The iPad’s Not the Only Game in Town
More than one person has asked me whether it’s got to be an iPad; I’ve even asked myself that question. There are, of course, other tablets on the market: the Google Nexus, the ASUS Transformer Pad, and the Microsoft Surface to name just a few. I haven’t really worked with any of these products, and the Transformer Pad is the only one that I had a chance to play with briefly.
I have no doubt that all sorts of arguments could be made for going one way or the other, all depending on what was important to you as a user. I admit that I’m partially biased towards the iPad, not just because it’s the tablet I’ve been using extensively, but my own experience with the Apple products in general has been good -- for me they’ve worked well, and I think Apple has done a good job of keeping the technical stuff under the covers where it belongs. Sure, you can still open a terminal window and mess around with Unix commands on the Mac if you want to, but in about six years of using primarily Apple products, I’ve only ever had one occasion to do that (and it had nothing to do with jail breaking my Apple TV <wink> <wink>). Anyway, this isn’t an Apple fanboy versus the world blog, and I’ve probably already said enough to cause some Android and Microsoft blood to start boiling.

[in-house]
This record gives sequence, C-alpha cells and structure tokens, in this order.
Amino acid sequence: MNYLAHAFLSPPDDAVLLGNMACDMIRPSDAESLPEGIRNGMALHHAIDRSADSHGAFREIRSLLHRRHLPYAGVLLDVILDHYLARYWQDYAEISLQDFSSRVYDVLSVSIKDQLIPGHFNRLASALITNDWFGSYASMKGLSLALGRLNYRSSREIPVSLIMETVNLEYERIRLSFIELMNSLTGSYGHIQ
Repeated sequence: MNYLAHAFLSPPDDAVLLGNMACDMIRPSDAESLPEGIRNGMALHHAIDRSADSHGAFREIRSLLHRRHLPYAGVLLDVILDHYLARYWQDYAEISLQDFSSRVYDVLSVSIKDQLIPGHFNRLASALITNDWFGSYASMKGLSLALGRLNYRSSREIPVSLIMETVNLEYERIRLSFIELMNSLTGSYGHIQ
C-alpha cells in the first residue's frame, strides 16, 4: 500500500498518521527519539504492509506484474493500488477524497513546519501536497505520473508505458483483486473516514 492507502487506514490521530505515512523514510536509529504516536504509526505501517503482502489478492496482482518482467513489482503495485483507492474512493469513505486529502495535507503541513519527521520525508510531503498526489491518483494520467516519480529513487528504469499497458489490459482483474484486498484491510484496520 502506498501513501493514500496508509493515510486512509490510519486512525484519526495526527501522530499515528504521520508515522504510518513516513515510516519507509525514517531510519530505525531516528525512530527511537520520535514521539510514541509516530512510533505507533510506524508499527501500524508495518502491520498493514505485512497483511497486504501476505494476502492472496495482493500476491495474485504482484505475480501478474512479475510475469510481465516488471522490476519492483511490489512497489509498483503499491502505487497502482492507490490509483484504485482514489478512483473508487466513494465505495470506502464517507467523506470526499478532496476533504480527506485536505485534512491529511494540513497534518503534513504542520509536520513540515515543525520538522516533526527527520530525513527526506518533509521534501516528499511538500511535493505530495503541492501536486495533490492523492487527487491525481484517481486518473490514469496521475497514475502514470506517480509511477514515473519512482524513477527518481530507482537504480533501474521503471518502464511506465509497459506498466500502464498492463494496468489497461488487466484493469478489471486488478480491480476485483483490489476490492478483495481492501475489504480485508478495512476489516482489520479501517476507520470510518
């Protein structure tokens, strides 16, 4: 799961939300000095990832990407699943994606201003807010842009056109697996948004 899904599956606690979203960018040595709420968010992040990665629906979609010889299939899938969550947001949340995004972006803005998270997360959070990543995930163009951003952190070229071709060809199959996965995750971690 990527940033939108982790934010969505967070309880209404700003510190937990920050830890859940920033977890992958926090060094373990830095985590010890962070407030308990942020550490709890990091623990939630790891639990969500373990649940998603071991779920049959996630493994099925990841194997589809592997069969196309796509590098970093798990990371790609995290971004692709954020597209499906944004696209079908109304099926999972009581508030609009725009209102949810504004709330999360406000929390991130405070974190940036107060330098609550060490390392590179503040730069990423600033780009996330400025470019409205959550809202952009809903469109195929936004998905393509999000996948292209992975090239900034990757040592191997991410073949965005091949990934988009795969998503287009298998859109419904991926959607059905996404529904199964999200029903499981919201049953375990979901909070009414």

The Bottom Line - It Works
It’s worked well for me so far and I have no reason to believe that it won’t continue to do so. Will it work for you? I hate to give the cliché consulting answer of it depends, but it really does. If you’re not well organized enough to make a regular pen and paper notebook work for you at least in some fashion, then don’t buy an iPad and expect magic to happen. But it’s been my experience that a lot of consultants (certainly all the Online consultants) tend to be a reasonably well-organized bunch, so I don’t mind going out on a limb and saying: yes, this can work for you, too.
And although this will bring my formal experiment to a close, I think it’s safe to say that this isn’t the last you’ll hear from me on the subject. As always, if you have any thoughts, questions or comments, feel free to get in touch. I’d love to hear from you.
Read all the posts in this series:
Conclusion - http://ig.obsglobal.com/2013/03/the-end-is-near/